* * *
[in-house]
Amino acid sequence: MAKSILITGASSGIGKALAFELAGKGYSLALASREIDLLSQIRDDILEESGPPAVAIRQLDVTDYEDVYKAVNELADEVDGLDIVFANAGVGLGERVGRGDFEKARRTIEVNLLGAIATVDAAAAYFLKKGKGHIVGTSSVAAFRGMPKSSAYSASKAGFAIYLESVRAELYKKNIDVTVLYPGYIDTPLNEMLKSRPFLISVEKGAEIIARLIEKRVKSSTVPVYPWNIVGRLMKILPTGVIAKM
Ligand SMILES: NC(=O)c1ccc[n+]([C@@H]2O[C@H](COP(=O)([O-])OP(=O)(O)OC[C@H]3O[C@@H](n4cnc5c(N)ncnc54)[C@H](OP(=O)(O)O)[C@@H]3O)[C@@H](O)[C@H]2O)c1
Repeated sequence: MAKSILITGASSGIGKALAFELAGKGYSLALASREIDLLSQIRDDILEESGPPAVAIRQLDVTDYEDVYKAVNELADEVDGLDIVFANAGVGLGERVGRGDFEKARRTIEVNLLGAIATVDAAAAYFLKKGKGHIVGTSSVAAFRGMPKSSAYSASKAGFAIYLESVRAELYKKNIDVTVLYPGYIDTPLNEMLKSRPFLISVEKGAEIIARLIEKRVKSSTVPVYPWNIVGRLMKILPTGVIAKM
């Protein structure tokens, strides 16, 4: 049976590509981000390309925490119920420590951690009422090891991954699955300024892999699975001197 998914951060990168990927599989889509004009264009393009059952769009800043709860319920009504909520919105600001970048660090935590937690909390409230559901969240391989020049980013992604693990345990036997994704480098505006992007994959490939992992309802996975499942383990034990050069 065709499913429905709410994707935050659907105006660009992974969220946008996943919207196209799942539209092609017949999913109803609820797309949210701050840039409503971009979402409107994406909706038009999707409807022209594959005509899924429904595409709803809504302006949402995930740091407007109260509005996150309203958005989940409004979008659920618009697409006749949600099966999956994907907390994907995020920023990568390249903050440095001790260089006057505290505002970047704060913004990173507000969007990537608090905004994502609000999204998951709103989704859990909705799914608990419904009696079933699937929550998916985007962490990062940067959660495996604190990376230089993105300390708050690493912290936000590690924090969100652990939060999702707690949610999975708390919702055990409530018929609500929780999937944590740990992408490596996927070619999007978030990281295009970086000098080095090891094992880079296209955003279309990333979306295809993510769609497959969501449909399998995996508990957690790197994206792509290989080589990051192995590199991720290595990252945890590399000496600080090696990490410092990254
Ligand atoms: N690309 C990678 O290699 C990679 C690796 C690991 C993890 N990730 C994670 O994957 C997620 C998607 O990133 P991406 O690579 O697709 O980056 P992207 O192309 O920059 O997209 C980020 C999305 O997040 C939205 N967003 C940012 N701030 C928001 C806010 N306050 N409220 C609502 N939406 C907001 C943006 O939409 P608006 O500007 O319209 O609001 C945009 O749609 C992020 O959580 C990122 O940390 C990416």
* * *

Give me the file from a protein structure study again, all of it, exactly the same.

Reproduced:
[in-house]
Amino acid sequence: MAKSILITGASSGIGKALAFELAGKGYSLALASREIDLLSQIRDDILEESGPPAVAIRQLDVTDYEDVYKAVNELADEVDGLDIVFANAGVGLGERVGRGDFEKARRTIEVNLLGAIATVDAAAAYFLKKGKGHIVGTSSVAAFRGMPKSSAYSASKAGFAIYLESVRAELYKKNIDVTVLYPGYIDTPLNEMLKSRPFLISVEKGAEIIARLIEKRVKSSTVPVYPWNIVGRLMKILPTGVIAKM
Ligand SMILES: NC(=O)c1ccc[n+]([C@@H]2O[C@H](COP(=O)([O-])OP(=O)(O)OC[C@H]3O[C@@H](n4cnc5c(N)ncnc54)[C@H](OP(=O)(O)O)[C@@H]3O)[C@@H](O)[C@H]2O)c1
Repeated sequence: MAKSILITGASSGIGKALAFELAGKGYSLALASREIDLLSQIRDDILEESGPPAVAIRQLDVTDYEDVYKAVNELADEVDGLDIVFANAGVGLGERVGRGDFEKARRTIEVNLLGAIATVDAAAAYFLKKGKGHIVGTSSVAAFRGMPKSSAYSASKAGFAIYLESVRAELYKKNIDVTVLYPGYIDTPLNEMLKSRPFLISVEKGAEIIARLIEKRVKSSTVPVYPWNIVGRLMKILPTGVIAKM
């Protein structure tokens, strides 16, 4: 049976590509981000390309925490119920420590951690009422090891991954699955300024892999699975001197 998914951060990168990927599989889509004009264009393009059952769009800043709860319920009504909520919105600001970048660090935590937690909390409230559901969240391989020049980013992604693990345990036997994704480098505006992007994959490939992992309802996975499942383990034990050069 065709499913429905709410994707935050659907105006660009992974969220946008996943919207196209799942539209092609017949999913109803609820797309949210701050840039409503971009979402409107994406909706038009999707409807022209594959005509899924429904595409709803809504302006949402995930740091407007109260509005996150309203958005989940409004979008659920618009697409006749949600099966999956994907907390994907995020920023990568390249903050440095001790260089006057505290505002970047704060913004990173507000969007990537608090905004994502609000999204998951709103989704859990909705799914608990419904009696079933699937929550998916985007962490990062940067959660495996604190990376230089993105300390708050690493912290936000590690924090969100652990939060999702707690949610999975708390919702055990409530018929609500929780999937944590740990992408490596996927070619999007978030990281295009970086000098080095090891094992880079296209955003279309990333979306295809993510769609497959969501449909399998995996508990957690790197994206792509290989080589990051192995590199991720290595990252945890590399000496600080090696990490410092990254
Ligand atoms: N690309 C990678 O290699 C990679 C690796 C690991 C993890 N990730 C994670 O994957 C997620 C998607 O990133 P991406 O690579 O697709 O980056 P992207 O192309 O920059 O997209 C980020 C999305 O997040 C939205 N967003 C940012 N701030 C928001 C806010 N306050 N409220 C609502 N939406 C907001 C943006 O939409 P608006 O500007 O319209 O609001 C945009 O749609 C992020 O959580 C990122 O940390 C990416």